NatureServe Explorer logo.An Online Encyclopedia of Life
Search
Ecological Association Comprehensive Report: Record 1 of 1 selected.
See All Search Results    View Glossary
<< Previous | Next >>

Salix drummondiana / Mesic Forbs Wet Shrubland
Translated Name: Drummond's Willow / Mesic Forbs Wet Shrubland
Unique Identifier: CEGL001192
Classification Approach: International Vegetation Classification (IVC)
Summary: This riparian shrubland most commonly occurs on relatively steep streams and rarely forms more than a narrow, 1.5- to 7.5-m (5-25 feet) wide band along streambanks. It is known from the mountains of Colorado, Utah, Wyoming and Montana, from 960-3450 m (3150-11,300 feet). It occurs in narrow, V-shaped valleys as a dense, narrow band along high-gradient (1-41%) streams and as large willow shrublands in broad valleys, 50-305 m (150-1000 feet) wide, along low-gradient (1-3%), moderately sinuous streams. Stands also occur along broad, highly sinuous streams and broad, actively down-cutting channels. This association can also occur near seeps. Soils range from deep sandy loams and sandy clay loams with no coarse fragments to shallow silty clay loams and sandy clay loams over coarse, angular cobbles. The closed to partially open canopy of Salix drummondiana and a thick carpet of many forb species, with no single species dominant nor consistently present, characterize this plant association.



Classification

Classification Confidence: Moderate
Classification Comments: Without catkins Salix drummondiana can be difficult to distinguish from the similar looking Salix geyeriana. Both species are tall, greater than 2 m (5 feet), montane willows with strongly pruinose (a waxy covering that rubs off, similar to the coating on a plum) current-year twigs. However, the two species can be distinguished using only vegetative characters. Salix geyeriana leaves are never more than 13 mm wide and Salix drummondiana leaves are, on average, over 13 mm wide (on nonsucker shoots) (Welsh et al. 1987).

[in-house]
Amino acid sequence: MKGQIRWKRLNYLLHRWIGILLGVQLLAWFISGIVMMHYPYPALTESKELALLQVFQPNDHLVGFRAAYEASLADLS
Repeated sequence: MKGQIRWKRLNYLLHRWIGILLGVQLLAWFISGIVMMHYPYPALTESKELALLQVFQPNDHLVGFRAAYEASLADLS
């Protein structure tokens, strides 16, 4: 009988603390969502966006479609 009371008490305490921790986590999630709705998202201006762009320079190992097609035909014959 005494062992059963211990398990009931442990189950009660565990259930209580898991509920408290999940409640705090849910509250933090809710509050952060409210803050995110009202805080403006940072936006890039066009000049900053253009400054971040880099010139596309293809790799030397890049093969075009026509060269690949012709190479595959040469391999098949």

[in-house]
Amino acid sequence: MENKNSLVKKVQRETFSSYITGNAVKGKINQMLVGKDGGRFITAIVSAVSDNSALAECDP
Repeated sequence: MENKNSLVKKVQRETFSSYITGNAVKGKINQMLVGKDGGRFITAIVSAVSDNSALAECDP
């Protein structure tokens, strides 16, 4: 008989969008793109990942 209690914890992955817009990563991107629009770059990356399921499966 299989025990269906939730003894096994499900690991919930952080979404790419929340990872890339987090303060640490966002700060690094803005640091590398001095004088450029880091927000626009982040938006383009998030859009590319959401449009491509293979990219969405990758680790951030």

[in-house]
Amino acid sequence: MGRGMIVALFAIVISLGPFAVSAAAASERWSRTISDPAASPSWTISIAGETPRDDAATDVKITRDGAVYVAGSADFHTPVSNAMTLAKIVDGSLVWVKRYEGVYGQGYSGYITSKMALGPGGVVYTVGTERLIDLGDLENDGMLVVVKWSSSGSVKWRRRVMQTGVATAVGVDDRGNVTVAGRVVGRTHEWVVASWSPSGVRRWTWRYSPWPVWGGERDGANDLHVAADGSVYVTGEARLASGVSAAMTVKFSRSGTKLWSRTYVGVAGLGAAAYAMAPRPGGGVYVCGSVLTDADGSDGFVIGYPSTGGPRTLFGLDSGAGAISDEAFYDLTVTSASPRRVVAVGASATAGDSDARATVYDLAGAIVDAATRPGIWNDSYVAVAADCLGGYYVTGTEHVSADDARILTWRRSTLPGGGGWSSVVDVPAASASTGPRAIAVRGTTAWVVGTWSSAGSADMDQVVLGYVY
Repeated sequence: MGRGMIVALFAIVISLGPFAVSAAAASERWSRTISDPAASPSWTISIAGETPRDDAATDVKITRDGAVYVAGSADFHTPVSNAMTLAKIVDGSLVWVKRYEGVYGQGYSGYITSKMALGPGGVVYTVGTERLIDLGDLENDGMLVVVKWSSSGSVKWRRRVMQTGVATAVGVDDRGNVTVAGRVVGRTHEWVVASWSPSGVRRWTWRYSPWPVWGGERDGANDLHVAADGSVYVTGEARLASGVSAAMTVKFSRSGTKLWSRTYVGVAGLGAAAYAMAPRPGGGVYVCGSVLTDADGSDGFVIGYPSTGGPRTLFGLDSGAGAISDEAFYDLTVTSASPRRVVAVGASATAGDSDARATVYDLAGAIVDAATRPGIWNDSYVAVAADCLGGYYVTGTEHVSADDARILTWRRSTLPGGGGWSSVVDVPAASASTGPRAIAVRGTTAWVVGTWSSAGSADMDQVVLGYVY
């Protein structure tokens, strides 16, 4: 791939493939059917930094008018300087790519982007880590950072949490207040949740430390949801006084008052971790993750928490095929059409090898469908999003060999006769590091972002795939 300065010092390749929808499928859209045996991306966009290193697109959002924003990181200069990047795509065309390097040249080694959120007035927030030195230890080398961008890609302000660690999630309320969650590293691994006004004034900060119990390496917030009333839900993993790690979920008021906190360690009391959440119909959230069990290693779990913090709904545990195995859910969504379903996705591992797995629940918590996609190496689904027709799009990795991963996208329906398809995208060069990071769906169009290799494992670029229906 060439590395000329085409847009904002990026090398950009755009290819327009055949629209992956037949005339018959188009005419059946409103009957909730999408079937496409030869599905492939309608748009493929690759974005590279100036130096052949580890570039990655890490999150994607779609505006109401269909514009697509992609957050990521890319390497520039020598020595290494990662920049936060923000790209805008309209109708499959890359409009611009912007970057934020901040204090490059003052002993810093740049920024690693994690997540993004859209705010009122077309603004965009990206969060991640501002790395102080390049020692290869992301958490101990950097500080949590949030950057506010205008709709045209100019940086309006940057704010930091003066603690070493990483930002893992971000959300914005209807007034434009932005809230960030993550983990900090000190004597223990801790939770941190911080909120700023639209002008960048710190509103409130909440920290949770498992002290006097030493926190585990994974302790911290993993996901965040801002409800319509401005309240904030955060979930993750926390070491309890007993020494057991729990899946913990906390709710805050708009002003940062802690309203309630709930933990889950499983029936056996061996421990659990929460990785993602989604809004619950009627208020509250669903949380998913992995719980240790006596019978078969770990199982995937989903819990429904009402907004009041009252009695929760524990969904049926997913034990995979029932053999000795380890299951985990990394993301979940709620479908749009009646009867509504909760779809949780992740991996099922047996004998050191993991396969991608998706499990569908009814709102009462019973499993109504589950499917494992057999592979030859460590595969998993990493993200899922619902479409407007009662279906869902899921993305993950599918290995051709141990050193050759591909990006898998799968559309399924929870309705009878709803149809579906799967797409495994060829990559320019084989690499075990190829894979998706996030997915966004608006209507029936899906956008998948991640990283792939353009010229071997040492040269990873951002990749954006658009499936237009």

Closely related communities include: the Salix boothii / mesic forb community type (Padgett et al. 1989) which includes stands dominated by Salix drummondiana, the Salix boothii / Smilacina stellata community type (Youngblood et al. 1985a), which also includes stands dominated by Salix drummondiana, and the Salix drummondiana community type (Manning and Padgett 1995), which does not appear to have any significant forb undergrowth.


Vegetation Hierarchy
Class 2 - Shrub & Herb Vegetation
Subclass 2.C - Shrub & Herb Wetland
Formation 2.C.4 - Temperate to Polar Freshwater Marsh, Wet Meadow & Shrubland
Division 2.C.4.Nb - Western North American Temperate & Boreal Freshwater Marsh, Wet Meadow & Shrubland
Macrogroup Western North American Montane Marsh, Wet Meadow & Shrubland
Group Western Montane-Subalpine Riparian & Seep Shrubland
Alliance Western Montane Tall Willow Wet Shrubland

This is the revised vegetation hierarchy. For more information see Classification Sources and usnvc.org.

Similar Associations
Unique Identifier Name
CEGL002667 Salix drummondiana / Calamagrostis canadensis Wet Shrubland



Related Concepts from Other Classifications

Related Subnational Community Units
These data are subject to substantial ongoing revision and may be out of date for some states.
In the U.S., contact the state Heritage Program for the most complete and up-to-date information at: http://www.natureserve.org/natureserve-network.
Information from programs in other jurisdictions will be posted when they are made available.
Subnation Concept Name Relationship to Standard Confidence Reference
Montana Salix drummondiana / Mesic Forbs Shrubland Equivalent Certain MTNHP 2002


Other Related Concepts
Related Concept Name: Salix drummondiana - Salix monticola Community Type
Relationship: = - Equivalent
Reference: Phillips, C. M. 1977. Willow carrs of the upper Laramie River Valley, Colorado. Unpublished thesis, Colorado State University, Fort Collins. 71 pp.
Related Concept Name: Salix drummondiana / Mertensia ciliata Association
Relationship: = - Equivalent
Reference: Cooper, D. J., and T. R. Cottrell. 1990. Classification of riparian vegetation in the northern Colorado Front Range. Unpublished report prepared for The Nature Conservancy, Colorado Field Office, Boulder. 115 pp.
Related Concept Name: Salix drummondiana / Mesic Forb Shrubland
Relationship: = - Equivalent
Reference: Carsey, K., G. Kittel, K. Decker, D. J. Cooper, and D. Culver. 2003a. Field guide to the wetland and riparian plant associations of Colorado. Colorado Natural Heritage Program, Fort Collins, CO.